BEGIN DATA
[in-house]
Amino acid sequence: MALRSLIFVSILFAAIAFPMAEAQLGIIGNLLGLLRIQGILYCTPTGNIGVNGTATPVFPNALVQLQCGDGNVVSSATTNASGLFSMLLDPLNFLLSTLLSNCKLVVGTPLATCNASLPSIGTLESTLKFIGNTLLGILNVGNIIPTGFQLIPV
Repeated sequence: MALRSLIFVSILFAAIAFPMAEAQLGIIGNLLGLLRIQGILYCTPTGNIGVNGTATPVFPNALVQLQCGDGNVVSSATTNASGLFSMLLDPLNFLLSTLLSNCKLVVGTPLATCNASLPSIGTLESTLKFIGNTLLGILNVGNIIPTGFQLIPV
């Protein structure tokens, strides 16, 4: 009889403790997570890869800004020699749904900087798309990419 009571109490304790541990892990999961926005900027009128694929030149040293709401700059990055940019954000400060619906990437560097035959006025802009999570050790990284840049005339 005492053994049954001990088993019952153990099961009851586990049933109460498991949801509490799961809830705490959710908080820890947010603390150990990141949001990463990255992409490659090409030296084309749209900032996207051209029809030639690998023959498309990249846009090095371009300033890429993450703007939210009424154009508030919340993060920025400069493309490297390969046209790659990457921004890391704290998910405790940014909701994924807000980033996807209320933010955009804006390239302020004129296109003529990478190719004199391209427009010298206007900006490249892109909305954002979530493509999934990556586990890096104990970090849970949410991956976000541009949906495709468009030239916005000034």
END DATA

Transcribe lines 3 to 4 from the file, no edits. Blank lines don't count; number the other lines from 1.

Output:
Repeated sequence: MALRSLIFVSILFAAIAFPMAEAQLGIIGNLLGLLRIQGILYCTPTGNIGVNGTATPVFPNALVQLQCGDGNVVSSATTNASGLFSMLLDPLNFLLSTLLSNCKLVVGTPLATCNASLPSIGTLESTLKFIGNTLLGILNVGNIIPTGFQLIPV
């Protein structure tokens, strides 16, 4: 009889403790997570890869800004020699749904900087798309990419 009571109490304790541990892990999961926005900027009128694929030149040293709401700059990055940019954000400060619906990437560097035959006025802009999570050790990284840049005339 005492053994049954001990088993019952153990099961009851586990049933109460498991949801509490799961809830705490959710908080820890947010603390150990990141949001990463990255992409490659090409030296084309749209900032996207051209029809030639690998023959498309990249846009090095371009300033890429993450703007939210009424154009508030919340993060920025400069493309490297390969046209790659990457921004890391704290998910405790940014909701994924807000980033996807209320933010955009804006390239302020004129296109003529990478190719004199391209427009010298206007900006490249892109909305954002979530493509999934990556586990890096104990970090849970949410991956976000541009949906495709468009030239916005000034």